Revealing the Secrets of Nature
As told by Andrei D. Linde
I was born in Moscow in 1948. My father, Dimitri Linde, was a Professor of Radiophysics, my mother, Irina Rakobolskaya, is a Professor of Physics at the Moscow State University. She is 94 now, but she still consults her colleagues at the University who call her every day. It could seem that my fate to be a physicist was sealed at the moment I was born, but things could be different. My brother Nikolai is a Professor of Psychology. As for me, I wanted to be a geologist, traveling to distant parts of the world and discovering precious minerals. But when I was 14 years old, my parents took me to the Black Sea. It was a week-long trip. In the back seat of the car, I was reading two books they gave me. One of them was on astrophysics, another – on the theory of relativity. When we finally arrived at the Black Sea, my infatuation with geology was over. I felt like a traitor, but I could not do anything about it: I wanted to be a physicist.
Several years later, after finishing high school and graduating from the Moscow State University, I became a post-graduate student at the Lebedev Physical Institute. My advisor was David Kirzhnits. He was a wonderful physicist, incredibly broad and creative. In 1972 he noticed that the standard model of electroweak interactions is very similar to the theory of superconductivity. Superconductivity disappears at high temperature because of the evaporation of the Bose-condensate of Cooper pairs. What is an analogue of this effect in the theory of electroweak interactions? The difference between weak and electromagnetic interactions appears because of a special type of a scalar field, the Higgs field. Kirzhnits conjectured that at high temperatures the scalar field also evaporates, and when it happens, the difference between weak and electromagnetic interactions disappears.
We started working on this problem together. Such phase transitions could occur only at tremendously high temperatures existing in the early universe. We concluded that soon after the Big Bang there was no difference between weak and electromagnetic interactions, but then this difference emerged when the universe cooled down and the uniform scalar field appeared everywhere. At the first glance, this theory seemed to be too exotic. We developed it in 1972, but for two years nobody believed us. People were laughing and asking where is temperature in the Lagrangian. But in 1974 Weinberg, Dolan and Jackiw confirmed our main conclusions and developed this theory in a more detailed way.
Songs and poetry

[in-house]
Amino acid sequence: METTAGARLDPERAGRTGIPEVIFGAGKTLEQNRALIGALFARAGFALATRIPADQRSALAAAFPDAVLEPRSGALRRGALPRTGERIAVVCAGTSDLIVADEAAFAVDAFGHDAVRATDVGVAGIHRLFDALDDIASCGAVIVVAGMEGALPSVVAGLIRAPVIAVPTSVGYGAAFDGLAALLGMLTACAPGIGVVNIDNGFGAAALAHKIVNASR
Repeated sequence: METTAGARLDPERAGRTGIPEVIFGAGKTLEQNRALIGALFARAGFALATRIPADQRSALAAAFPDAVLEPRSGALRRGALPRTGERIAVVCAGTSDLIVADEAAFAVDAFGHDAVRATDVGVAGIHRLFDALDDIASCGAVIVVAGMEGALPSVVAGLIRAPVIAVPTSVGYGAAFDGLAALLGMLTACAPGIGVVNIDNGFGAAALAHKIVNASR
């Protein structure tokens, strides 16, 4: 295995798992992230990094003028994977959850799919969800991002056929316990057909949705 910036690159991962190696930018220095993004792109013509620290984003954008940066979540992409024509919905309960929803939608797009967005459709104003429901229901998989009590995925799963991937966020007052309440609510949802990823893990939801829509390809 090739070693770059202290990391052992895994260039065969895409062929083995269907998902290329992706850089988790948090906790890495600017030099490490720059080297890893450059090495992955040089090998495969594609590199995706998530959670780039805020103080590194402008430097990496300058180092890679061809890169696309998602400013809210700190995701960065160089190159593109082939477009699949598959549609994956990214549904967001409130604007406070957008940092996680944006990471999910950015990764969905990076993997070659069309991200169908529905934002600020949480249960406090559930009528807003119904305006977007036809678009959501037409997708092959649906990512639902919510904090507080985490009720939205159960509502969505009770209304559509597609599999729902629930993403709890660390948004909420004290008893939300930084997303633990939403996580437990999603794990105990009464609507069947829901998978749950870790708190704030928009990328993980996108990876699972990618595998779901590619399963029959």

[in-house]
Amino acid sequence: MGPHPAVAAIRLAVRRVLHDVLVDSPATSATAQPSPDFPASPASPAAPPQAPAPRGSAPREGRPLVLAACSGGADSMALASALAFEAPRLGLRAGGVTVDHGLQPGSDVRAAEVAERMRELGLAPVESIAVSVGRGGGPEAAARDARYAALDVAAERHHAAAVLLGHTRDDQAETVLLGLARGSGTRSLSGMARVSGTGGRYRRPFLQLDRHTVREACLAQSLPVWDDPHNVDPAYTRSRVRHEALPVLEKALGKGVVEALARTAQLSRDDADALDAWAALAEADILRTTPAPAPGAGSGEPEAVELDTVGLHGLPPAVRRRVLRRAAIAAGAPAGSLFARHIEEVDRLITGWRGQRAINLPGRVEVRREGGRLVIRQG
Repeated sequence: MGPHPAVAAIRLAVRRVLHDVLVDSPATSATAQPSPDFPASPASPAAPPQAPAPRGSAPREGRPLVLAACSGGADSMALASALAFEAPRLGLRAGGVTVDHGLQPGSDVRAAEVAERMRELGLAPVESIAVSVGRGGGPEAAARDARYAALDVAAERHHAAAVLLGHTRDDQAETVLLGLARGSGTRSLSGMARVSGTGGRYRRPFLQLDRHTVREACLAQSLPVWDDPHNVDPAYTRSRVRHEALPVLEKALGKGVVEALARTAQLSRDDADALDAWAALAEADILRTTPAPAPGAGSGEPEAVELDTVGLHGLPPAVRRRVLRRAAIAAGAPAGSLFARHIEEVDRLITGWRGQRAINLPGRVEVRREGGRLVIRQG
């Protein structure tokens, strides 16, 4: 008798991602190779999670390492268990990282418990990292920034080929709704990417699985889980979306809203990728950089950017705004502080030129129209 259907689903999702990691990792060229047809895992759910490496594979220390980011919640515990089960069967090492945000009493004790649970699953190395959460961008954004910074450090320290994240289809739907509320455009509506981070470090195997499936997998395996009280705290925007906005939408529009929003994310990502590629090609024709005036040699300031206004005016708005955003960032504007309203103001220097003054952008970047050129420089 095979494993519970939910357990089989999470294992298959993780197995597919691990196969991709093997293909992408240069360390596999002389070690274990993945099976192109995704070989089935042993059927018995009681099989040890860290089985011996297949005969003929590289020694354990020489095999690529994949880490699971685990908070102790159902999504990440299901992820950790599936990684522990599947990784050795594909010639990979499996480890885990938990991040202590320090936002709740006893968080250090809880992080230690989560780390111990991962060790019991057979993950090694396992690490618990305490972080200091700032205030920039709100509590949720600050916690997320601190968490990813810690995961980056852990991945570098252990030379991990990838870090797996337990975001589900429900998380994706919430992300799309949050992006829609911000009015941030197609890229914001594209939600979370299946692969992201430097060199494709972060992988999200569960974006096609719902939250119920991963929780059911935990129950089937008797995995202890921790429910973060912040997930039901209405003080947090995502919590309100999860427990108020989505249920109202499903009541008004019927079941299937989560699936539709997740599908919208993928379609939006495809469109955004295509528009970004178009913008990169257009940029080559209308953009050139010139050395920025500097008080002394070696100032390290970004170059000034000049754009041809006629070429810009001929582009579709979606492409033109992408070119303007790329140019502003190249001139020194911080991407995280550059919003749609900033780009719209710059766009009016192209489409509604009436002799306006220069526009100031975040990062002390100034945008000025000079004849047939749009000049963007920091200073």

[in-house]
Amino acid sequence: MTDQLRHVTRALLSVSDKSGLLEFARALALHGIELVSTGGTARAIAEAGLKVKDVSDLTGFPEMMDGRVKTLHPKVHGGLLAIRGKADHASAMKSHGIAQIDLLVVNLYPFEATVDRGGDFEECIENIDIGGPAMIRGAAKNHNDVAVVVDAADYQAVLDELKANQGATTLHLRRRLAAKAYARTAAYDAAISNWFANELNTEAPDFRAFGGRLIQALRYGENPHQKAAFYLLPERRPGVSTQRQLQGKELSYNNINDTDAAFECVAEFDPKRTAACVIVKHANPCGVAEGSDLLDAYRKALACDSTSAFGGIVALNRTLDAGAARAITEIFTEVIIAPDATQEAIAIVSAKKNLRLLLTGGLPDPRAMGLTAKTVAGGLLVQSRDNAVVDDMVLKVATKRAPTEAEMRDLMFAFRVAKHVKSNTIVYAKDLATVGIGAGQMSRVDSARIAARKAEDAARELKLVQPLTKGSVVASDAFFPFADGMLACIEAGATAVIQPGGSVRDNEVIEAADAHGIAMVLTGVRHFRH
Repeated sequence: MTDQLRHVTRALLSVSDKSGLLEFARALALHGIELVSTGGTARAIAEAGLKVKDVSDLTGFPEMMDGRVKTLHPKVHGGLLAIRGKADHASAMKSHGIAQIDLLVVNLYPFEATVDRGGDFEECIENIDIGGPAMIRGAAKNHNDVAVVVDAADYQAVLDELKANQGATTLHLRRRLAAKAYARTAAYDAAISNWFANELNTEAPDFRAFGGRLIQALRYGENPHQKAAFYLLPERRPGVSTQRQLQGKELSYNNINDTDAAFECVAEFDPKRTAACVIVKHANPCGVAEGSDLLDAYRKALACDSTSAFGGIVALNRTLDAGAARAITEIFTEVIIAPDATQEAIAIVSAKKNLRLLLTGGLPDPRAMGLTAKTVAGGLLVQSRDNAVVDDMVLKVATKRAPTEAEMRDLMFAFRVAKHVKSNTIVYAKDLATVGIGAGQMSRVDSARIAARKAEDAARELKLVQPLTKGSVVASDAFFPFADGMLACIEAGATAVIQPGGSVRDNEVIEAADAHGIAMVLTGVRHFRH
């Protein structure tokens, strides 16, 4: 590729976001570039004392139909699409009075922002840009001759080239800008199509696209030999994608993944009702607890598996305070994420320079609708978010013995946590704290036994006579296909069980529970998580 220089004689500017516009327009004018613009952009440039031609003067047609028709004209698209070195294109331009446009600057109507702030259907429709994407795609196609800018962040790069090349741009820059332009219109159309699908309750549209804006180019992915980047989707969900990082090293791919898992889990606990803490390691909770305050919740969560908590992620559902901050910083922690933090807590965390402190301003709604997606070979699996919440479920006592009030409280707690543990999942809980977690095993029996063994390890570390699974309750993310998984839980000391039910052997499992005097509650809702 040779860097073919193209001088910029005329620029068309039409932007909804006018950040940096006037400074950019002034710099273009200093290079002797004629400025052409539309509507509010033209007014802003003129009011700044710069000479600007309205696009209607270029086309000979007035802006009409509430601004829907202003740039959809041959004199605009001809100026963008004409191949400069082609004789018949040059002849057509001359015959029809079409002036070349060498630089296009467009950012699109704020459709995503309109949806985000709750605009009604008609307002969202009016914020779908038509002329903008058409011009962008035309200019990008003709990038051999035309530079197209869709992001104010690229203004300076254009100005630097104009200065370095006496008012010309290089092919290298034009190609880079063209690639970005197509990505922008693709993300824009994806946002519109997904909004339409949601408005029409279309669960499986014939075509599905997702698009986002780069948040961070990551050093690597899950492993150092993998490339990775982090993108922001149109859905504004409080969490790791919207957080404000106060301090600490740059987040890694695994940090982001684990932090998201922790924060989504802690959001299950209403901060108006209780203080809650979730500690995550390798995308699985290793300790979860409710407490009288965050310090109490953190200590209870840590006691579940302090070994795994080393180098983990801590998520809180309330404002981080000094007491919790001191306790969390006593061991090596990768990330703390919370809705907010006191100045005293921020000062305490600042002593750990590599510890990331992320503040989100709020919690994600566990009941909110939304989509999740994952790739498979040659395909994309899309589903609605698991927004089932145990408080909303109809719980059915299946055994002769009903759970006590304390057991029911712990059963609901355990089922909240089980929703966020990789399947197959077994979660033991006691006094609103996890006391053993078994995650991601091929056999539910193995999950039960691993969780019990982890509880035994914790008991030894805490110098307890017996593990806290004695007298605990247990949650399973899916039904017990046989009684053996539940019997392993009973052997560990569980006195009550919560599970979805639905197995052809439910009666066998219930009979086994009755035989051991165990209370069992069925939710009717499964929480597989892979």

I still remember the seminar at the Lebedev Institute back in 1972, when Kirzhnits gave the first talk on the theory of the cosmological phase transitions. I was watching from aside. When Kirzhnits mentioned that he works on this problem in collaboration with Linde, a beautiful woman nearby asked: “Who is Linde?” Her name was Renata Kallosh, she was a rising star of theoretical physics, one of the first to complete the proof of renormalizability of the electroweak theory, following the groundbreaking paper by ’t Hooft.
I asked her for a permission to follow her scientific discussions with others. They were well above my level of competence, but I was hungry for knowledge. And did I mention that she was beautiful? Two years later I met her at the lake Ladoga. For three days I was singing songs and reading her poetry of Russian poets who perished at the Stalinist times. Their poetry was still forbidden in Russia, but I was secretly copying it and learning it by heart. When I was leaving Ladoga, I kept Renata’s hand in mine just a second longer than I was supposed to. Few months later we married. This was the single most important thing that happened to me in my life. Our son Dimitri was born in 1975, and our son Alex was born in 1978.
Meanwhile our work on the cosmological phase transitions continued. In 1974-1976 we found that symmetry breaking between different interactions may occur discontinuously, as in the firstorder phase transitions. When the universe cools down, the scalar field at first appears only inside separate expanding bubbles, resembling bubbles of vapor in boiling water. Eventually these bubbles collide, merge, and the scalar field penetrates everywhere. Sometimes formation of bubbles happens with a large delay (supercooling). If the delay is sufficiently long, the universe during that time expands exponentially, remaining in an energetic vacuum-like state (false vacuum). In 1978, Gennady Chibisov and I studied this process and concluded that the colliding bubbles make the universe too inhomogeneous, so we did not pursue this idea any further.